BBC , British Council launch global search for new playwriting talent

On Saturday BBC World Service, in partnership with the British Council, launches the 11th International Radio Playwriting Competition with the award-winning Cigarettes And Chocolate by the late writer and film director Anthony Minghella.

The competition invites writers around the world to submit a one-hour radio play on any subject. They have five months to do so. The winning entries will be broadcast on BBC World Service in November 2009.

Marion Nancarrow, Executive Producer of BBC World Drama, says: “This is the only competition of its kind in the world – it is at the heart of what BBC World Drama does. It’s about hearing new, different stories and voices and is a reminder of what a fantastic medium radio drama is – one of the most powerful and accessible ways to tell a story. All over the world radio dramas are being recorded and writers learning their craft – from Afghanistan to Africa.Radio drama is a renowned route for writers – Tom Stoppard, Harold Pinter, Joe Orton and Anthony Minghella (whose Cigarettes And Chocolate won a Giles Cooper Radio Award) are among those premier British writers whose first writing was for radio.”

There are two first prizes: one for writers for whom English is a first language, the other for those with English as a second language. The competition is unique in that it is only open to writers outside the UK. The winners – last year’s were from Nigeria and Canada – also receive a trip to London to see their play recorded. The competition never fails to elicit an impressive response. Last year, more than 1,200 entries were received, from Alaska to Vanuatu.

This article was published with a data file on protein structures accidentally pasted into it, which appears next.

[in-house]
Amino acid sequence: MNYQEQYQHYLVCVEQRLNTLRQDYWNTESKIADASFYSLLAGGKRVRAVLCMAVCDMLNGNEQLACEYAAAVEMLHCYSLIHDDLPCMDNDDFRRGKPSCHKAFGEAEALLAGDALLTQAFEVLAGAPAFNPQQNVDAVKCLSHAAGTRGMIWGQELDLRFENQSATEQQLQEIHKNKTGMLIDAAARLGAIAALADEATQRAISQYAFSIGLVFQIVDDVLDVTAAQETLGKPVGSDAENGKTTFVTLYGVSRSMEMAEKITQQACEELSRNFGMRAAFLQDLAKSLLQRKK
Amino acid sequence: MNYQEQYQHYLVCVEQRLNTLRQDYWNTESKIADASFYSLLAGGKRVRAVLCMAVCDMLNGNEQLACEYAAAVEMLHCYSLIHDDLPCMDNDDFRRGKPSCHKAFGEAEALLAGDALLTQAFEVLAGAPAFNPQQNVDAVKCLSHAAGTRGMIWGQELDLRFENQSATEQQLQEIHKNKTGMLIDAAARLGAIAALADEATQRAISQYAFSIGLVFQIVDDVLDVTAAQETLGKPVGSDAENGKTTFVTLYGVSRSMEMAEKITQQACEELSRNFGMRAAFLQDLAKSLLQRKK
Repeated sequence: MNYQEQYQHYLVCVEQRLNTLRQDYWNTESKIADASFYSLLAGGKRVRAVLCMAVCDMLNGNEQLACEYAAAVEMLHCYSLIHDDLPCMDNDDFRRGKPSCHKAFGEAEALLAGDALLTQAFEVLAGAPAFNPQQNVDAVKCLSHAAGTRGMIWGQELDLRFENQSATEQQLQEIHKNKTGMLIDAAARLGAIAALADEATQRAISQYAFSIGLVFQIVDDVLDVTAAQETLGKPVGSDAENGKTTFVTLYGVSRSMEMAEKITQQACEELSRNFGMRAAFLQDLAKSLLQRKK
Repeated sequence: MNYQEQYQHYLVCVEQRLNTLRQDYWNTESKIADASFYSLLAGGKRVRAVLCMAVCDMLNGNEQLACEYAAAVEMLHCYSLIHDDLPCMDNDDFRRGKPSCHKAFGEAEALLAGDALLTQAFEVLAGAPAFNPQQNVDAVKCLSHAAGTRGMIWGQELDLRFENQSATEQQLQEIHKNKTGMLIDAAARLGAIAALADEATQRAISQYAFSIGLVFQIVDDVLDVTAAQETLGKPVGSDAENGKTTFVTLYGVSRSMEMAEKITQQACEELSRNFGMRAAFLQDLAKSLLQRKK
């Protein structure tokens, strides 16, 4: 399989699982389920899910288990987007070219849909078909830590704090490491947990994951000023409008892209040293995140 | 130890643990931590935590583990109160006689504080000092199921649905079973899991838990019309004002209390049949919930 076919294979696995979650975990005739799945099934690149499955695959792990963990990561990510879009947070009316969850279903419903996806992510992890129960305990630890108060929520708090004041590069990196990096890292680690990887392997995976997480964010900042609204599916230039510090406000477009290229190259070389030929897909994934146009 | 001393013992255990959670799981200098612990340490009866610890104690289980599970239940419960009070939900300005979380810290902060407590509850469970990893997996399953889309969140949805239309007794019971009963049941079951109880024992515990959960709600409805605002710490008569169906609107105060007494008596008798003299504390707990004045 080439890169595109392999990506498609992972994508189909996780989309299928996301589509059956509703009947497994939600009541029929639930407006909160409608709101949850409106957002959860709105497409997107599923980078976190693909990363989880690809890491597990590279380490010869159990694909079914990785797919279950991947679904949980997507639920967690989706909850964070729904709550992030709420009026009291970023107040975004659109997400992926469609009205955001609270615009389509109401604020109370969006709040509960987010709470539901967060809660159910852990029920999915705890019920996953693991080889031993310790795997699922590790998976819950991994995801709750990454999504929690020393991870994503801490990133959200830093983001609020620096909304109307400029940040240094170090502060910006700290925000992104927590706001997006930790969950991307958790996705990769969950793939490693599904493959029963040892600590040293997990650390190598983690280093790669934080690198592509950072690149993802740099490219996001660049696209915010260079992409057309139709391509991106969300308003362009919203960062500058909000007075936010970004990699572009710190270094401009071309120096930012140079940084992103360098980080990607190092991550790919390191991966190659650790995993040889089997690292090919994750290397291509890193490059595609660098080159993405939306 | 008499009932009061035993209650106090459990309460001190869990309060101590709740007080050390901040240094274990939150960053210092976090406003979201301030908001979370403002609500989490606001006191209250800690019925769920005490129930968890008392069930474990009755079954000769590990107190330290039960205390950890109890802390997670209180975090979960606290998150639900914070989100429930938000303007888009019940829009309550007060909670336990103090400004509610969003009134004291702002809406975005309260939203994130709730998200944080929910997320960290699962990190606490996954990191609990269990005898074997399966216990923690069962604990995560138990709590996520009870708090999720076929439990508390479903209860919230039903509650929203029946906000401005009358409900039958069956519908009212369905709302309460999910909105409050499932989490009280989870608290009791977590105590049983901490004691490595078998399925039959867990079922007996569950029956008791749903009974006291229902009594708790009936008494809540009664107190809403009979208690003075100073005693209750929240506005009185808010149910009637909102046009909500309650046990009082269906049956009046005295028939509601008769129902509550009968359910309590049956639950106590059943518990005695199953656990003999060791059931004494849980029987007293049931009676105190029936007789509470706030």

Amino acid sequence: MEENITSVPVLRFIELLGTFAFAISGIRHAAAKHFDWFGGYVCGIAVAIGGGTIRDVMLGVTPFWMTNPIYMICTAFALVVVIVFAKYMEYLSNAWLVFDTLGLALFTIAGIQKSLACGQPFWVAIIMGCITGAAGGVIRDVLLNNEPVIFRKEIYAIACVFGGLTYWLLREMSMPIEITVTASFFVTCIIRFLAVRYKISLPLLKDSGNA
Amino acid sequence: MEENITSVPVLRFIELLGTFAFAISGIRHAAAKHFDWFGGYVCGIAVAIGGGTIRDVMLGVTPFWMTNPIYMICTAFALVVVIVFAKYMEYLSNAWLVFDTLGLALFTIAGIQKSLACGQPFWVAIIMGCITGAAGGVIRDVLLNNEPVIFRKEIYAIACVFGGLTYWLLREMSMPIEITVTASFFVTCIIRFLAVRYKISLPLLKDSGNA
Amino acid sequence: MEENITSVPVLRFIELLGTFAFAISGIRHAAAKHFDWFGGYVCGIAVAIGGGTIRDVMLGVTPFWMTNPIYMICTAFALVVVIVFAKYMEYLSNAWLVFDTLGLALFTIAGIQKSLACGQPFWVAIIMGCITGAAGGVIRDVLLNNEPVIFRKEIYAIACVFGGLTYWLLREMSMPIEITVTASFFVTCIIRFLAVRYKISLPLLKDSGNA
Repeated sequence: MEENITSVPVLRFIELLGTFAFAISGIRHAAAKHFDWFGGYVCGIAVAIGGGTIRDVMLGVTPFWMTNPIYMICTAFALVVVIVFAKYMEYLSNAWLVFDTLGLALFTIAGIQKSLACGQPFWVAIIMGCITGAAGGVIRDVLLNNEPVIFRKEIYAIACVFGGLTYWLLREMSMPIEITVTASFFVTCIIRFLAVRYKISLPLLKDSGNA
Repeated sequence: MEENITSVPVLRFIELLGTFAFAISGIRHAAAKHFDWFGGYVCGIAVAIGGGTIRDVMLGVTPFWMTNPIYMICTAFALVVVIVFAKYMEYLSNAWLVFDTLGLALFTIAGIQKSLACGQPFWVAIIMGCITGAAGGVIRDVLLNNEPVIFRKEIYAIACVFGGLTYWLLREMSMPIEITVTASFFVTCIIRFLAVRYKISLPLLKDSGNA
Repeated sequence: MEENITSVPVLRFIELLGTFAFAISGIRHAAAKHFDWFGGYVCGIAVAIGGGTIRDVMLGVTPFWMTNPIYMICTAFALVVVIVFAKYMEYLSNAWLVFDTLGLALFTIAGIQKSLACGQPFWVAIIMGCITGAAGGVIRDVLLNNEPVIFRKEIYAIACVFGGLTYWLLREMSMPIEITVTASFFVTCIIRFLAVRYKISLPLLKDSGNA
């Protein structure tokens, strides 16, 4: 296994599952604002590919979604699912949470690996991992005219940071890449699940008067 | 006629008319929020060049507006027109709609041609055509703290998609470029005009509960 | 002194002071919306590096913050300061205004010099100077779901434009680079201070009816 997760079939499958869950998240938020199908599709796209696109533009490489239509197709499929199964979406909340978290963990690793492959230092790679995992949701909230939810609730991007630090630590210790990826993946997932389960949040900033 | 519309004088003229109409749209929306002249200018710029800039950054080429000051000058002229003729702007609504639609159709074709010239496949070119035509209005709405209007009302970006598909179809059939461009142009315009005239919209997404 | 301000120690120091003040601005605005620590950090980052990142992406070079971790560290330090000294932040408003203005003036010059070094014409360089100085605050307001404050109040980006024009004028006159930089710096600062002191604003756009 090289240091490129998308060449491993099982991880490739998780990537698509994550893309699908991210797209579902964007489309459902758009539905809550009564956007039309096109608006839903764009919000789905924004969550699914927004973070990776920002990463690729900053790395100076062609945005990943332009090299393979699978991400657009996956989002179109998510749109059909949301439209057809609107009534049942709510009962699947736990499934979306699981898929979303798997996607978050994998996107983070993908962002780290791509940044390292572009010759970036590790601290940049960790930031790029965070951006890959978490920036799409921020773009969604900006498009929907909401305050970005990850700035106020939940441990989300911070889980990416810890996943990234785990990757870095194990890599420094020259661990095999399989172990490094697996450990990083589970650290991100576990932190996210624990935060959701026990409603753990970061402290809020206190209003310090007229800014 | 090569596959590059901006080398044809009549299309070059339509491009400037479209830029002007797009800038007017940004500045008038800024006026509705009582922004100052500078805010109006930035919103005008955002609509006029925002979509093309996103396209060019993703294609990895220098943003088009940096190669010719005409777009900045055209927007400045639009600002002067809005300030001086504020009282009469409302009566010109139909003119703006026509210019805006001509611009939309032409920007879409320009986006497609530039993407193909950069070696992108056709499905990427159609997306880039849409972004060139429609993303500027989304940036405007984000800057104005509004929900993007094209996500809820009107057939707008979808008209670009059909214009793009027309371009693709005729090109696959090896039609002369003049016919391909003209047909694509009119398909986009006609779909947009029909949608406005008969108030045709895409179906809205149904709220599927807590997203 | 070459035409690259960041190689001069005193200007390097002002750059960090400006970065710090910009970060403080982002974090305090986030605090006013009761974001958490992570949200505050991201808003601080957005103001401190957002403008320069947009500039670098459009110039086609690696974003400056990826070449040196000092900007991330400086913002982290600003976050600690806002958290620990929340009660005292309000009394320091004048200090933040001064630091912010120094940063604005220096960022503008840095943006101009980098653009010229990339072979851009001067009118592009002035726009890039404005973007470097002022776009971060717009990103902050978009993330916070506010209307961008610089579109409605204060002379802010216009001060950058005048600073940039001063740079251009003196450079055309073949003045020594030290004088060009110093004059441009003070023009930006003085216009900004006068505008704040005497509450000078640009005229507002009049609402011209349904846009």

Entries are just as likely to come from established authors as from writers who are totally inexperienced. Former winners have gone on to gain further commissions for BBC World Service Drama, making the competition a potential launch-pad to a future career. Actor, singer and writer Kwame Kwei-Armah, currently writer in residence for BBC Radio Drama, is one of the judges.

Sally Cowling, Director, Drama and Dance, British Council, says: “We’re delighted to be partnering with the BBC World Service on this project again this year. There is a wealth of talent out there and this competition offers a unique opportunity to hear from new and established writers from all over the world. Our global writing workshops create a platform for writers to share their ideas, develop their skills and learn to work with the powerful medium of radio.”

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